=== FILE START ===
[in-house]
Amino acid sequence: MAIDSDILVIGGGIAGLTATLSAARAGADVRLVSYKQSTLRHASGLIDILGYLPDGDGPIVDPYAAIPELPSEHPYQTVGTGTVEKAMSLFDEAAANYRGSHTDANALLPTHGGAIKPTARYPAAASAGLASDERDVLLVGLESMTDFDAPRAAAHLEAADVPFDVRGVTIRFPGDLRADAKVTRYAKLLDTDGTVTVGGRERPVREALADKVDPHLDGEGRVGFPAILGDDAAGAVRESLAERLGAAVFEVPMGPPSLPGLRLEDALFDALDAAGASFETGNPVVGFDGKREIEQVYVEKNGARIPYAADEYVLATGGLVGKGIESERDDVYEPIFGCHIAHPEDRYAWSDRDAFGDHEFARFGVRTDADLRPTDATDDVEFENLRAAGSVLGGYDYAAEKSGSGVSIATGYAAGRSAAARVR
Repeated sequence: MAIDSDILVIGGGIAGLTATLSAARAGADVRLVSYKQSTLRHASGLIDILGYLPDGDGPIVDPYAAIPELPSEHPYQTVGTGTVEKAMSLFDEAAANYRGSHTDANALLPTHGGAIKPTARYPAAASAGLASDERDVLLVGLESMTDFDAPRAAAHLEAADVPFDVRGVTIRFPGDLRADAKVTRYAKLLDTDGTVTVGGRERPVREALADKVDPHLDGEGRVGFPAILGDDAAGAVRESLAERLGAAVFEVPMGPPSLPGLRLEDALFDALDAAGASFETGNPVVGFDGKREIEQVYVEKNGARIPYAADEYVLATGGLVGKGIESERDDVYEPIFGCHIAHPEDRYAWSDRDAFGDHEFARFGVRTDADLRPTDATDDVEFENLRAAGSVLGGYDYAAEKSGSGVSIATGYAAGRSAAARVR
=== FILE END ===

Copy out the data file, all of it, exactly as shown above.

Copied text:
[in-house]
Amino acid sequence: MAIDSDILVIGGGIAGLTATLSAARAGADVRLVSYKQSTLRHASGLIDILGYLPDGDGPIVDPYAAIPELPSEHPYQTVGTGTVEKAMSLFDEAAANYRGSHTDANALLPTHGGAIKPTARYPAAASAGLASDERDVLLVGLESMTDFDAPRAAAHLEAADVPFDVRGVTIRFPGDLRADAKVTRYAKLLDTDGTVTVGGRERPVREALADKVDPHLDGEGRVGFPAILGDDAAGAVRESLAERLGAAVFEVPMGPPSLPGLRLEDALFDALDAAGASFETGNPVVGFDGKREIEQVYVEKNGARIPYAADEYVLATGGLVGKGIESERDDVYEPIFGCHIAHPEDRYAWSDRDAFGDHEFARFGVRTDADLRPTDATDDVEFENLRAAGSVLGGYDYAAEKSGSGVSIATGYAAGRSAAARVR
Repeated sequence: MAIDSDILVIGGGIAGLTATLSAARAGADVRLVSYKQSTLRHASGLIDILGYLPDGDGPIVDPYAAIPELPSEHPYQTVGTGTVEKAMSLFDEAAANYRGSHTDANALLPTHGGAIKPTARYPAAASAGLASDERDVLLVGLESMTDFDAPRAAAHLEAADVPFDVRGVTIRFPGDLRADAKVTRYAKLLDTDGTVTVGGRERPVREALADKVDPHLDGEGRVGFPAILGDDAAGAVRESLAERLGAAVFEVPMGPPSLPGLRLEDALFDALDAAGASFETGNPVVGFDGKREIEQVYVEKNGARIPYAADEYVLATGGLVGKGIESERDDVYEPIFGCHIAHPEDRYAWSDRDAFGDHEFARFGVRTDADLRPTDATDDVEFENLRAAGSVLGGYDYAAEKSGSGVSIATGYAAGRSAAARVR